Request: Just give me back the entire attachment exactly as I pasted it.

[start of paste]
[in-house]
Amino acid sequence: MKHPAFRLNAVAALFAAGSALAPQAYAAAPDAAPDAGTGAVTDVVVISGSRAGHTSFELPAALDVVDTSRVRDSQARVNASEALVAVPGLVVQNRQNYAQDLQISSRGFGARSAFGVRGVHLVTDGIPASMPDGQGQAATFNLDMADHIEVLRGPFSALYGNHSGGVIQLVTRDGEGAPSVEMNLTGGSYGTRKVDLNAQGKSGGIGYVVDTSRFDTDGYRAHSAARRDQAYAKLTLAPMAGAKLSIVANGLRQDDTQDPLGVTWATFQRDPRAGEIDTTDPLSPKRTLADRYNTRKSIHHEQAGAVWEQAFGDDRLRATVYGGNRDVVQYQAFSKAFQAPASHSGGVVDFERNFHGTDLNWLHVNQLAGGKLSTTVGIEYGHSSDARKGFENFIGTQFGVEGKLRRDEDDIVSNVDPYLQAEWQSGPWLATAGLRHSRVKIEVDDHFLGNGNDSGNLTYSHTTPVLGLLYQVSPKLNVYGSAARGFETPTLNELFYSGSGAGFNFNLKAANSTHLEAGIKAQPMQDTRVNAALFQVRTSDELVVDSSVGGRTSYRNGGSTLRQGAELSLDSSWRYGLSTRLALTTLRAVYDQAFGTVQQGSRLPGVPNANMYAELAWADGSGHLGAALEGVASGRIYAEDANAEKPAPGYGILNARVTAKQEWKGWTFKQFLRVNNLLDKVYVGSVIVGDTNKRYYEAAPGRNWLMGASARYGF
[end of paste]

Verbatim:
[in-house]
Amino acid sequence: MKHPAFRLNAVAALFAAGSALAPQAYAAAPDAAPDAGTGAVTDVVVISGSRAGHTSFELPAALDVVDTSRVRDSQARVNASEALVAVPGLVVQNRQNYAQDLQISSRGFGARSAFGVRGVHLVTDGIPASMPDGQGQAATFNLDMADHIEVLRGPFSALYGNHSGGVIQLVTRDGEGAPSVEMNLTGGSYGTRKVDLNAQGKSGGIGYVVDTSRFDTDGYRAHSAARRDQAYAKLTLAPMAGAKLSIVANGLRQDDTQDPLGVTWATFQRDPRAGEIDTTDPLSPKRTLADRYNTRKSIHHEQAGAVWEQAFGDDRLRATVYGGNRDVVQYQAFSKAFQAPASHSGGVVDFERNFHGTDLNWLHVNQLAGGKLSTTVGIEYGHSSDARKGFENFIGTQFGVEGKLRRDEDDIVSNVDPYLQAEWQSGPWLATAGLRHSRVKIEVDDHFLGNGNDSGNLTYSHTTPVLGLLYQVSPKLNVYGSAARGFETPTLNELFYSGSGAGFNFNLKAANSTHLEAGIKAQPMQDTRVNAALFQVRTSDELVVDSSVGGRTSYRNGGSTLRQGAELSLDSSWRYGLSTRLALTTLRAVYDQAFGTVQQGSRLPGVPNANMYAELAWADGSGHLGAALEGVASGRIYAEDANAEKPAPGYGILNARVTAKQEWKGWTFKQFLRVNNLLDKVYVGSVIVGDTNKRYYEAAPGRNWLMGASARYGF